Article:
Is it that what you want?
26 tiny banggais´s after their first "breakfast".
Dane was actually the one, who made me write this thread.
Pterapogon kauderni-Banggai cardinal
this species lives around the banggai islands (Indonesia) and is only found there in an area of 9.500 square kilometers.
To provide as much information as possible in one thread, here is the link again,
which was posted originally by Dane.
Pterapogon kauderni (Banggai Cardinalfish)
This is the link to an article written by Matthew Wittenrich
Boycotting the Wild Banggai Cardinalfish - Microcosm Aquarium Explorer
Almost all the following informations are based on my experiences. All the posted pictures in this thread were taken by myself.
I know, there are many banggai breeder in SA, like Steve, please post your experiences here, to get as many new breeder as possible on board.
For the record, I will help and support anybody (except the person below, he is breeding constantly a other species), who is going to breed the banggai cardinal.
Where do I start?
The banggai cardinal reached the marine ornamental fish market for the first time in
1994 or 1995.
In 1997, while I was still living in Germany, I bred a few hundred of them. With little success, because that time back, we were not aware of the Sudden Fright Syndrome.
Explanation SFS = Sudden fright syndrome (Explanation originally from MOFIB)
A common problem caused by insufficent HUFAs in the diet during larval development. Symptomatic fish will freeze or faint and drift to the bottom. SFS is brought on by sudden stimuli, including turning on the lights, additions of food, and sudden disturbances (including netting). What actually happens is the stimuli essentially short-circuits (shocks) the nervous system and the fish becomes paralyzed. Depending on the severity and frequency of the event(s), is often lethal.
SFS is readily prevented and corrected, through enrichment of live foods using phytoplanktons (alive or pastes) or if your using dead or prepared foods, then the use of a liquid HUFA supplement such as SELCO, SELCON, ZOECON,etc.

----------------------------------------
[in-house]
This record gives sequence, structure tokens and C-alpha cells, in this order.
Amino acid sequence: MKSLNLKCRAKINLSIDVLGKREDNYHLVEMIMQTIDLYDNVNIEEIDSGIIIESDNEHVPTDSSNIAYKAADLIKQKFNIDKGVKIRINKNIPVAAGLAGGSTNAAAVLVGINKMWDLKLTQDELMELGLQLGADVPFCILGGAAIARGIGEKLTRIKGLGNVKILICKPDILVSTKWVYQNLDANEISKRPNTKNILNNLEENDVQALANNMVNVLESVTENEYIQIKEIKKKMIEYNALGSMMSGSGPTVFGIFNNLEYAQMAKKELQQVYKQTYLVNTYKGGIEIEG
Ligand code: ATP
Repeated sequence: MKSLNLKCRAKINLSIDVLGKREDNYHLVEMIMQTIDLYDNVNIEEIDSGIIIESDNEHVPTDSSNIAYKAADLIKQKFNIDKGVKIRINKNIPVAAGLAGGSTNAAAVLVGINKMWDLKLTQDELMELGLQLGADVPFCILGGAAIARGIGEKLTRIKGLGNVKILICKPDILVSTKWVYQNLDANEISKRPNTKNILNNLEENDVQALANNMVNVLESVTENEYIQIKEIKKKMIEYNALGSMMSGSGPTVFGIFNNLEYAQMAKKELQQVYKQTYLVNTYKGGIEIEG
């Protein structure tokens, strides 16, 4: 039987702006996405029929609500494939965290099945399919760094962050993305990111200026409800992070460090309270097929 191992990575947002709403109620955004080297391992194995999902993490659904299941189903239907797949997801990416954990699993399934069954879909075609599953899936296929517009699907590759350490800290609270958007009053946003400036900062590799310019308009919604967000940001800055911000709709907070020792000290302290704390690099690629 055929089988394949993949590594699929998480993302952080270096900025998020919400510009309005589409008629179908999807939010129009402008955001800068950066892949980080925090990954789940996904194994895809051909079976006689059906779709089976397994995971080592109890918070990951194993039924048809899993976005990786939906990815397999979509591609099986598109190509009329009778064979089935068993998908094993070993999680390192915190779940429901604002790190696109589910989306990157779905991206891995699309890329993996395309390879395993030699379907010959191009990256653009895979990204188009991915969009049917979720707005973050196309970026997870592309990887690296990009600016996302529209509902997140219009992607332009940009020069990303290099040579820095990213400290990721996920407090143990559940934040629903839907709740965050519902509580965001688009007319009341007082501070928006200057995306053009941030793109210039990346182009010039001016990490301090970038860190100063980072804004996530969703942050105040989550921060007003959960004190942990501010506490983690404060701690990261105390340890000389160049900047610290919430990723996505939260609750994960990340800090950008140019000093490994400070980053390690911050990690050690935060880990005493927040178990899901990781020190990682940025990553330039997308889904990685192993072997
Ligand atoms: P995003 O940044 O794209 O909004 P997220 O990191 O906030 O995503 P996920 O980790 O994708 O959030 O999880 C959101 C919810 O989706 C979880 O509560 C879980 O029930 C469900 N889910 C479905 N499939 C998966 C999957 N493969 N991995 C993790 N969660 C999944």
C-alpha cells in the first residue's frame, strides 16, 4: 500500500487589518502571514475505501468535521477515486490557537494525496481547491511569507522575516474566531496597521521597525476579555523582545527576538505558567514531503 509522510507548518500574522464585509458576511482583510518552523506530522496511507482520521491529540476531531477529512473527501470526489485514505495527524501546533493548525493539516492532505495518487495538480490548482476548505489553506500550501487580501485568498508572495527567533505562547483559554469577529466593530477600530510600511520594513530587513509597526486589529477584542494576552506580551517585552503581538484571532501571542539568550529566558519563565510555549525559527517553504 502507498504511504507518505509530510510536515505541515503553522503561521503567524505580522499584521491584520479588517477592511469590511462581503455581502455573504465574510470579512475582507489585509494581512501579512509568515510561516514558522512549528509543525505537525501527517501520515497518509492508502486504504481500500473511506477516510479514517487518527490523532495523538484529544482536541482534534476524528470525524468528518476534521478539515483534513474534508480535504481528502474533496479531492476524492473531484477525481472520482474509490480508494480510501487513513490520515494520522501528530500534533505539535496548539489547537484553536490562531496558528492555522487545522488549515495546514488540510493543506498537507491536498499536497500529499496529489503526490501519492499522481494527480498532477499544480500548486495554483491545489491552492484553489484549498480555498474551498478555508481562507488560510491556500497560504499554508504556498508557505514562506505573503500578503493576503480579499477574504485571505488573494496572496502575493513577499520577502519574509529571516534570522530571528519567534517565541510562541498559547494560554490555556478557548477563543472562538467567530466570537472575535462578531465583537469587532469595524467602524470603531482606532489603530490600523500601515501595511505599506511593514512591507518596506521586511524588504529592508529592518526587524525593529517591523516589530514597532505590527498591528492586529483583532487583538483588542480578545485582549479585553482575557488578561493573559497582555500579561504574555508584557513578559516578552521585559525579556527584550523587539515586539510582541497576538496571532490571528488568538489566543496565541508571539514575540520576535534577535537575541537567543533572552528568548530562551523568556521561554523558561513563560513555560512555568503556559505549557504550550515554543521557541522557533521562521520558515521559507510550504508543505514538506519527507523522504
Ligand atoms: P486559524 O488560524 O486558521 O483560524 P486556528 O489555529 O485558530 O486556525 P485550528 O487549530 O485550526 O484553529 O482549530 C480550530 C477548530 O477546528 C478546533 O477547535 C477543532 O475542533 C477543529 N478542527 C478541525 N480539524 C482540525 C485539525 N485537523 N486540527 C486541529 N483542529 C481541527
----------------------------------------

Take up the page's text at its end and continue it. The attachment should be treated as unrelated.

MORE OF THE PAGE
The last sentense does not make sense to me, because liquid HUFA suppliments are also used to enrich live food like rotifer and brine shrimps.
Explanation HUFA (Explanation originally from MOFIB)
Used interchangably as shorthand typically for the OMEGA-3 fatty acids required in mariculture to ensure proper larval and juvenile development. Typically used in reference to fatty acid supplementation.
HUFAs are required for ALL species to avoid SFS and other problems in development of larvae (fish, shrimps, etc).
The banggai cardinal is a species, which matures to adulthood very fast, compare to other species (clowns, etc.). At the age of only four months, the still small cardinals are starting to mate and to spawn. I experienced this at the age of five months.
Why is it so easy to breed the banggai´s (only if HUFA level is sufficent)
The banggai cardinal male releases fish and NOT larvae. The tiny banggai´s,
10 to 12 mm, are a split image of their parents, except the white spots.
They eat from day one freshly hatched brine shrimps. From day 3 I recommend to feed only HUFA enriched live food.
How many eggs and what size are they?
For sure, the bigger the male, the more eggs he can keep in his mouth and the more babies will be released.
A pair at the age of five months can produce (female) and keep (male) 25 eggs.
A pair at the age of one year, can produce and keep a minimum of 55 eggs.
These are 55 eggs. The eggs are rougly 2.5 to 3 mm in diameter.
Why did this happen to me, that I could take this picture?
I had a discussion via email with the well known German breeder Wolfgang Mai about my theory. He wrote in his latest book, a female banggai can produce eggs every 35 to 40 days. I should not have used the word B-U-L-L-S-H-I-T in my reply. He never contacted me again.
My theory was:
In the wild, the female spawns and fills the males mouth with the eggs. She probably cares about him for a few days. He will keep distance to the group and she will take on the next male. To me, it was nonsense, that a fish, with such low reproducing rate, will waste plenty of time with beeing monogamous (like seahorses).
I believed, they live a better life, just like the above pictured person, in polygamy.
This ball eggs (picture above) was released and dropped onto the gravel, exactly 14 days after her previous spawn. So my theory was proven.
From 4 pairs I bought, only one pair survived. My guess, they were caught with cyanide.
The last pair managed to release one batch (see first picture).
Every following spawn (every second week) was infertile. I could see it many times, when he was turning the white eggs in his mouth until maximum day 3.
How many babies can be produce from one batch?
As far as I know, the maximum release of fish babies was 39 in total. In average
25 to 30 are the standard.
How long does it take, until the fish babies hatch?
Hatching takes place in his mouth after more or less 20 days (depending on temparature).
When is he releasing the babies?
Depending on the water temperatur, he will release the babies after 24 to 30 days.
Why is the male not eating during this period?
I had a chat with a guy from the states and he told me, he got proof, that a male was eating newly hatched brineshrimp, while his mouth was full with babies.
It is believed and I actually got the proof, that the banggai male is using X-amount of eggs during the period, where he is carrying the eggs in his mouth as an emergency food supply.
Remember? The picture with 55 eggs? Never was a release bigger than 40 babies.
It might be, that a female can produce 60 or 70 eggs. Who knows.
I will continue later, otherwise you guys are getting tired of reading!